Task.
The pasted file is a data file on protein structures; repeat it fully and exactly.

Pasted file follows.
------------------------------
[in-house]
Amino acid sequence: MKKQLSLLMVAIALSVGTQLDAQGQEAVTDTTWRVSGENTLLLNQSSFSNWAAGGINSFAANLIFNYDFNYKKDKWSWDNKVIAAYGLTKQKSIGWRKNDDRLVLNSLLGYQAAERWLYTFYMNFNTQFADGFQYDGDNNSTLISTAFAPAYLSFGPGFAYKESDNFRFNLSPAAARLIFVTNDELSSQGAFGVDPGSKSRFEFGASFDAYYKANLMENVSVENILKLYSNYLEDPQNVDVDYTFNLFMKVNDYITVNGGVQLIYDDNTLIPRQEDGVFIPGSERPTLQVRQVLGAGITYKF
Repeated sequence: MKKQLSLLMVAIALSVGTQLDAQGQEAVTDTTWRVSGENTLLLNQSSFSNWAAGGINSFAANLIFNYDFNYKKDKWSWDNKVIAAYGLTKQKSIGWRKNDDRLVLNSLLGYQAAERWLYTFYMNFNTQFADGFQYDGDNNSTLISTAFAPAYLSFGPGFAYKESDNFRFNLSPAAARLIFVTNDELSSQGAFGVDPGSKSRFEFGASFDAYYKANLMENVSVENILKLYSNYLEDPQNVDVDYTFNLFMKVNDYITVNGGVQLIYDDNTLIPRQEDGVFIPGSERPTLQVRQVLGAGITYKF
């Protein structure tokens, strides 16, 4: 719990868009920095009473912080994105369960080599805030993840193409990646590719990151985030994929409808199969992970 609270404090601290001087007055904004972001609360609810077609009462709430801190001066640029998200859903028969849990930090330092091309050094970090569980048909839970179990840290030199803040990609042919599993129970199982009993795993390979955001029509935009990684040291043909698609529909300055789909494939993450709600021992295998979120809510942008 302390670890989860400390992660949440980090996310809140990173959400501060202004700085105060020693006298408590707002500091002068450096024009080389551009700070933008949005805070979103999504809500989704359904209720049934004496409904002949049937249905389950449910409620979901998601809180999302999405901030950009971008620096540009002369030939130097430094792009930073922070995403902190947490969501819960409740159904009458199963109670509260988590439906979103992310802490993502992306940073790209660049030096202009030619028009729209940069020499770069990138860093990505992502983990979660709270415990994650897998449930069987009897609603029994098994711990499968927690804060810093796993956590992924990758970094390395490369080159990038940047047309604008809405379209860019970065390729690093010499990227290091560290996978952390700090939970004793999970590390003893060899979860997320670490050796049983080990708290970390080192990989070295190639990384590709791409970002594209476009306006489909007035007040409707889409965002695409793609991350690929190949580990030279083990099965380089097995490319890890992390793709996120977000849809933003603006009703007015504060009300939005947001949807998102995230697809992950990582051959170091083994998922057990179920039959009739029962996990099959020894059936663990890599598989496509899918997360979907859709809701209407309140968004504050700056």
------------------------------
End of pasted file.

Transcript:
[in-house]
Amino acid sequence: MKKQLSLLMVAIALSVGTQLDAQGQEAVTDTTWRVSGENTLLLNQSSFSNWAAGGINSFAANLIFNYDFNYKKDKWSWDNKVIAAYGLTKQKSIGWRKNDDRLVLNSLLGYQAAERWLYTFYMNFNTQFADGFQYDGDNNSTLISTAFAPAYLSFGPGFAYKESDNFRFNLSPAAARLIFVTNDELSSQGAFGVDPGSKSRFEFGASFDAYYKANLMENVSVENILKLYSNYLEDPQNVDVDYTFNLFMKVNDYITVNGGVQLIYDDNTLIPRQEDGVFIPGSERPTLQVRQVLGAGITYKF
Repeated sequence: MKKQLSLLMVAIALSVGTQLDAQGQEAVTDTTWRVSGENTLLLNQSSFSNWAAGGINSFAANLIFNYDFNYKKDKWSWDNKVIAAYGLTKQKSIGWRKNDDRLVLNSLLGYQAAERWLYTFYMNFNTQFADGFQYDGDNNSTLISTAFAPAYLSFGPGFAYKESDNFRFNLSPAAARLIFVTNDELSSQGAFGVDPGSKSRFEFGASFDAYYKANLMENVSVENILKLYSNYLEDPQNVDVDYTFNLFMKVNDYITVNGGVQLIYDDNTLIPRQEDGVFIPGSERPTLQVRQVLGAGITYKF
């Protein structure tokens, strides 16, 4: 719990868009920095009473912080994105369960080599805030993840193409990646590719990151985030994929409808199969992970 609270404090601290001087007055904004972001609360609810077609009462709430801190001066640029998200859903028969849990930090330092091309050094970090569980048909839970179990840290030199803040990609042919599993129970199982009993795993390979955001029509935009990684040291043909698609529909300055789909494939993450709600021992295998979120809510942008 302390670890989860400390992660949440980090996310809140990173959400501060202004700085105060020693006298408590707002500091002068450096024009080389551009700070933008949005805070979103999504809500989704359904209720049934004496409904002949049937249905389950449910409620979901998601809180999302999405901030950009971008620096540009002369030939130097430094792009930073922070995403902190947490969501819960409740159904009458199963109670509260988590439906979103992310802490993502992306940073790209660049030096202009030619028009729209940069020499770069990138860093990505992502983990979660709270415990994650897998449930069987009897609603029994098994711990499968927690804060810093796993956590992924990758970094390395490369080159990038940047047309604008809405379209860019970065390729690093010499990227290091560290996978952390700090939970004793999970590390003893060899979860997320670490050796049983080990708290970390080192990989070295190639990384590709791409970002594209476009306006489909007035007040409707889409965002695409793609991350690929190949580990030279083990099965380089097995490319890890992390793709996120977000849809933003603006009703007015504060009300939005947001949807998102995230697809992950990582051959170091083994998922057990179920039959009739029962996990099959020894059936663990890599598989496509899918997360979907859709809701209407309140968004504050700056």